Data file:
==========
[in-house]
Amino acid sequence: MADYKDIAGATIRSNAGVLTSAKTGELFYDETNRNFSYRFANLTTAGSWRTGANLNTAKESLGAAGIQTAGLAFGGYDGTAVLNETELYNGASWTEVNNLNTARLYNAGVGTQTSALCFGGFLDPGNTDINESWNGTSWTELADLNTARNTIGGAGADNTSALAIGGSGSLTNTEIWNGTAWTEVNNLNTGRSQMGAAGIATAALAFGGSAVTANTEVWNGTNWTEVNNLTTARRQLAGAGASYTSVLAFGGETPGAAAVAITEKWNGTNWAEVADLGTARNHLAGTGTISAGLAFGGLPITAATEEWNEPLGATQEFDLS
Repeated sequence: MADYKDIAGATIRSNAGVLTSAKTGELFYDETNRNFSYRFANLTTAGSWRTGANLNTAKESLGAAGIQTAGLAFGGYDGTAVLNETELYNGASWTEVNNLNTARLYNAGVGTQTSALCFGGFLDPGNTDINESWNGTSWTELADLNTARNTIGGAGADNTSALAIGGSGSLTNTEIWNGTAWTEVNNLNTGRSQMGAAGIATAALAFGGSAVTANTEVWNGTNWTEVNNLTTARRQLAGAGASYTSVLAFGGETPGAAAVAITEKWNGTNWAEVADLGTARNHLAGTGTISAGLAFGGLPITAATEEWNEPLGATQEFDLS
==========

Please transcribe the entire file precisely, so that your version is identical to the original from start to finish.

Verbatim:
[in-house]
Amino acid sequence: MADYKDIAGATIRSNAGVLTSAKTGELFYDETNRNFSYRFANLTTAGSWRTGANLNTAKESLGAAGIQTAGLAFGGYDGTAVLNETELYNGASWTEVNNLNTARLYNAGVGTQTSALCFGGFLDPGNTDINESWNGTSWTELADLNTARNTIGGAGADNTSALAIGGSGSLTNTEIWNGTAWTEVNNLNTGRSQMGAAGIATAALAFGGSAVTANTEVWNGTNWTEVNNLTTARRQLAGAGASYTSVLAFGGETPGAAAVAITEKWNGTNWAEVADLGTARNHLAGTGTISAGLAFGGLPITAATEEWNEPLGATQEFDLS
Repeated sequence: MADYKDIAGATIRSNAGVLTSAKTGELFYDETNRNFSYRFANLTTAGSWRTGANLNTAKESLGAAGIQTAGLAFGGYDGTAVLNETELYNGASWTEVNNLNTARLYNAGVGTQTSALCFGGFLDPGNTDINESWNGTSWTELADLNTARNTIGGAGADNTSALAIGGSGSLTNTEIWNGTAWTEVNNLNTGRSQMGAAGIATAALAFGGSAVTANTEVWNGTNWTEVNNLTTARRQLAGAGASYTSVLAFGGETPGAAAVAITEKWNGTNWAEVADLGTARNHLAGTGTISAGLAFGGLPITAATEEWNEPLGATQEFDLS